The weather continues to be mild! We have started to get the raised beds ready for planting and the yard cleaned up. Two or three hours per day on the weekends. Slowly, but surely.
Last weekend, I planted shallots (first time growing them), red onions, green onions, and a bit of garlic. I also potted my Dahlia tubers and brought them into the plant room where they'll stay until early June. Growing in the milk jug greenhouses on the south side of the house are Lacinato kale, parsley, Swiss chard, Golden Acre cabbage, Early Jersey Wakefield cabbage, and pansies. In the last few days, I also planted German Giant radish, Red Acre cabbage, Copenhagen cabbage, Red Mammoth cabbage, Summer Savoury, broccoli, and garlic chives in milk jugs.
|Tomatoes and peppers under the grow light.|
|The cat tree is occupied by transplants, so Bea's snoozing on the top shelf.|
|Shelves set up in the living room.|
A big patch of volunteer pansies were growing in one of the raised beds along the driveway, so this week I transfered those to small pots and to the metal flower box in front of the house.
I am probably getting ahead of myself, but today I decided to start "Patio Snacker" cucumbers (hybrid variety...only 10 seeds in the package...?!) and North Georgia Candy Roaster squash in milk jugs. I will keep them inside on heat mats and if all goes well, will harden them off in late May and transplant them outside in June. Growing winter squash here without a greenhouse is pretty hit-or-miss. It's best to grow small pumpkins or varieties like Red Kuri. But being me, I still try to grow bigger varieties like Australian Butter Squash, Sweet Meat, and this year, the Candy Roaster. Fingers crossed. We'll see what happens.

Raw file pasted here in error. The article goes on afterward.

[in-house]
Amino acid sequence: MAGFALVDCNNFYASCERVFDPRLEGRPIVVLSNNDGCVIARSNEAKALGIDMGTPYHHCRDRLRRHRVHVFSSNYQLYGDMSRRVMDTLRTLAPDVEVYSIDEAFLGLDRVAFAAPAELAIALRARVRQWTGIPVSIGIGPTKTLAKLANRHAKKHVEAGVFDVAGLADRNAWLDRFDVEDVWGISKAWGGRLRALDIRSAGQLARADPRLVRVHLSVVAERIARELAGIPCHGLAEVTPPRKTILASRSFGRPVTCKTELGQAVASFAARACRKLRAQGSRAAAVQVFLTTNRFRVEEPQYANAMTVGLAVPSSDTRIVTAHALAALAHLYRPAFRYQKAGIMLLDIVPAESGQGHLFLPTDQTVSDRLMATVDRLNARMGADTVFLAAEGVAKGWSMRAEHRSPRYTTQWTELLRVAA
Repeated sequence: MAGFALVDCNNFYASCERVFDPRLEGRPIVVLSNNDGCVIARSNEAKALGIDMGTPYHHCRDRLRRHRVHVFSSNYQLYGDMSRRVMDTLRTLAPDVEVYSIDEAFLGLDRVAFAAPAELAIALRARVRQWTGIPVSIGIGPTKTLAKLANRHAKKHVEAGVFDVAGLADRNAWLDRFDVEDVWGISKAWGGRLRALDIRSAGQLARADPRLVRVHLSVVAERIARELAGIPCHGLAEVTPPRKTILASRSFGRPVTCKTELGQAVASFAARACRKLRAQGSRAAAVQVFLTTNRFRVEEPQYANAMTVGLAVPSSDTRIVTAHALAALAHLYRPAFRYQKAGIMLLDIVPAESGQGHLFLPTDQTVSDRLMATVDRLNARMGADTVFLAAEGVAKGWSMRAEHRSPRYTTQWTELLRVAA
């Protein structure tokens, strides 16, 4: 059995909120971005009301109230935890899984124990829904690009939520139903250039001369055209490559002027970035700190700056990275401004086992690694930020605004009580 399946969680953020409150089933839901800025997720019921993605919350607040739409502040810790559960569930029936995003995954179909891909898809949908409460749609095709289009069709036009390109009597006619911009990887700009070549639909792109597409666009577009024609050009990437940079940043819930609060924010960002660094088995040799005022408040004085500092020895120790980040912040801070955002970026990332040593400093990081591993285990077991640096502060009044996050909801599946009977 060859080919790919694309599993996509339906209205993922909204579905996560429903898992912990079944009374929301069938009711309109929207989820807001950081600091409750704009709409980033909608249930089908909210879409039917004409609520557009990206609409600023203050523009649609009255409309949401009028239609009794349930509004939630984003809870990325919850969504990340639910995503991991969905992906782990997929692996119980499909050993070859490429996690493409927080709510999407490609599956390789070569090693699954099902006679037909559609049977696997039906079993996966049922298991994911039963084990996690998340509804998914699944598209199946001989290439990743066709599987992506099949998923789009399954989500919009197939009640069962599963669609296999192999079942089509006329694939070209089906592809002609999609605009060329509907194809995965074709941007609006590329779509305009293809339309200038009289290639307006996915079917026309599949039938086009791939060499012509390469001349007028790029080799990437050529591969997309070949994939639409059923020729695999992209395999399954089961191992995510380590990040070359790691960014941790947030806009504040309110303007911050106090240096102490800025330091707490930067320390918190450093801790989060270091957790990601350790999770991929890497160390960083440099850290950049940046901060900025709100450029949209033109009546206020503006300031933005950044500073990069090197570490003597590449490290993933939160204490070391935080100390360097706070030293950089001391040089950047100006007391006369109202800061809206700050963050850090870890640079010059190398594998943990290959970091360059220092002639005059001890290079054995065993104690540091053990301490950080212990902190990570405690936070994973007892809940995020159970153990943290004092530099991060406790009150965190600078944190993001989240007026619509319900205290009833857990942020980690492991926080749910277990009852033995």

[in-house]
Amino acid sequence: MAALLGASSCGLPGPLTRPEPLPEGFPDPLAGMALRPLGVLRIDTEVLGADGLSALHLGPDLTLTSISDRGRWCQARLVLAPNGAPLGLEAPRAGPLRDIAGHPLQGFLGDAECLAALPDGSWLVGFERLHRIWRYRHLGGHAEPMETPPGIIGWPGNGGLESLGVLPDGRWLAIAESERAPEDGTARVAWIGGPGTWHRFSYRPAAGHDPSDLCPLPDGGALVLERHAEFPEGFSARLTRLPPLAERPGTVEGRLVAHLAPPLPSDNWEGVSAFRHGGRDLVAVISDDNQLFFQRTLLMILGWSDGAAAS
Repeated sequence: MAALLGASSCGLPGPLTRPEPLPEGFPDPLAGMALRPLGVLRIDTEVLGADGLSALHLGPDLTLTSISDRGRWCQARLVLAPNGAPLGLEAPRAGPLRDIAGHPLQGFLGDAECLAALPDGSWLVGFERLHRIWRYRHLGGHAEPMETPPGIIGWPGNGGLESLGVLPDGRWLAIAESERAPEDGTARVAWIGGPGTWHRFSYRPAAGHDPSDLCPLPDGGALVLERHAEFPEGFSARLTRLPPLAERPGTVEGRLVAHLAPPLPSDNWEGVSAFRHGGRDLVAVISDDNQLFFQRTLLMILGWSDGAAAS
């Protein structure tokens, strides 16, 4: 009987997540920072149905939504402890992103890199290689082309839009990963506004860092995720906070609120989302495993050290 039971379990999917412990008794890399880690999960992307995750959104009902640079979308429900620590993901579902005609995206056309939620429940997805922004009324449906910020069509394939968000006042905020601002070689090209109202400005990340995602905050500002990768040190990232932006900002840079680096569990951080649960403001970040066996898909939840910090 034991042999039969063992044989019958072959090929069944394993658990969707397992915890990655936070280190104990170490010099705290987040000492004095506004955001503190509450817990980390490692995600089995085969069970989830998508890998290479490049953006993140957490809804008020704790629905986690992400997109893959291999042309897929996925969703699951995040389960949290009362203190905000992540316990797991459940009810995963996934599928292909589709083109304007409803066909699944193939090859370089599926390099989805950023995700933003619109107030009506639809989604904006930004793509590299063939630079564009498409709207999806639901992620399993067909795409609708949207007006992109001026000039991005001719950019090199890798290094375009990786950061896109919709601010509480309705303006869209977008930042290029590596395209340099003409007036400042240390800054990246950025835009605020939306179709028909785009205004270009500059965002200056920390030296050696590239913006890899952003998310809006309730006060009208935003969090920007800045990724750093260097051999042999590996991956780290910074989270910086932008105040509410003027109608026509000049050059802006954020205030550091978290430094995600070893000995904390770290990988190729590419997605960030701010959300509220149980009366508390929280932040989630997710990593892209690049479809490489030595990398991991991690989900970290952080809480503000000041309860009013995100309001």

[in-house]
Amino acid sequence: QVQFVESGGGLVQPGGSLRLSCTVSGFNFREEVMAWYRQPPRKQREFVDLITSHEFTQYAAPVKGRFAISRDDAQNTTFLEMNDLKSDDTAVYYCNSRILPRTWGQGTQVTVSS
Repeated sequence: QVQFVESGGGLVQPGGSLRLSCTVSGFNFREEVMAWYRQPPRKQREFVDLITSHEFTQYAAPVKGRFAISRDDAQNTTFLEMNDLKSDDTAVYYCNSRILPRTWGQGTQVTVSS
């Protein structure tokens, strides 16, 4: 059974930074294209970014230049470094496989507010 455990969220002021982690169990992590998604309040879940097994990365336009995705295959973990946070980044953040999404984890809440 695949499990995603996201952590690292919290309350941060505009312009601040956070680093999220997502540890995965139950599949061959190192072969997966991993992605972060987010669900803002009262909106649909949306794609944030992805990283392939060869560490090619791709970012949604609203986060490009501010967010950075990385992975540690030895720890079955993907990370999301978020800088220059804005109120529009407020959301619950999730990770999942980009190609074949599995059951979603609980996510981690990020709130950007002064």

|Potted dahlia tubers|
Another experiment this year will be growing Painted Mountain Corn, which I obtained in a seed trade. It is supposed to be an early variety. The description from Baker Creek Heirloom Seeds reads: "These incredibly tough plants were bred in the bitter cold Mountains of Montana, they boast impressive cold hardiness, earliness, drought tolerance and they thrive at high altitudes. Montana farmer, Dave Christensen has dedicated his life's work to naturally breeding a corn that will thrive in harsh conditions, and since the 1970s has sampled from over 70 open pollinated varieties of corn to create painted mountain corn. These are old heirlooms grown by Northern Native American tribes over thousands of years as well as homesteaders from harsh northern climates. The bright color of the kernels indicate a high nutrient content, making it an excellent corn for decoration or for eating! Painted Mountain Corn can be eaten fresh, ground, roasted and make a highly nutritious flour for muffins, johnny cakes, tortillas and chips!"
|Painted Mountain Corn, with new roots!|
I am trying the method of starting my corn that is shown in this video. I hope the weather cooperates when it is ready to be planted!
Update (April 27th) - rooted corn in vermiculite
Update (May 2nd)